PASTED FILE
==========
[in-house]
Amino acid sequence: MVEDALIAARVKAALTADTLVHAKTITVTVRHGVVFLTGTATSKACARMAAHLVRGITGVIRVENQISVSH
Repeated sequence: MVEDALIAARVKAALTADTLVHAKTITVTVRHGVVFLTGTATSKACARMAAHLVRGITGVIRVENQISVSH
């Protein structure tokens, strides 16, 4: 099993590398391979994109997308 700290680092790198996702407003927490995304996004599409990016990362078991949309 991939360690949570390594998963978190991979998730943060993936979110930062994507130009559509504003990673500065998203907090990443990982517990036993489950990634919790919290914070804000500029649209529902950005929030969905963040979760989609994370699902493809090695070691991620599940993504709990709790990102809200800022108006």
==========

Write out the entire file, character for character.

[in-house]
Amino acid sequence: MVEDALIAARVKAALTADTLVHAKTITVTVRHGVVFLTGTATSKACARMAAHLVRGITGVIRVENQISVSH
Repeated sequence: MVEDALIAARVKAALTADTLVHAKTITVTVRHGVVFLTGTATSKACARMAAHLVRGITGVIRVENQISVSH
């Protein structure tokens, strides 16, 4: 099993590398391979994109997308 700290680092790198996702407003927490995304996004599409990016990362078991949309 991939360690949570390594998963978190991979998730943060993936979110930062994507130009559509504003990673500065998203907090990443990982517990036993489950990634919790919290914070804000500029649209529902950005929030969905963040979760989609994370699902493809090695070691991620599940993504709990709790990102809200800022108006």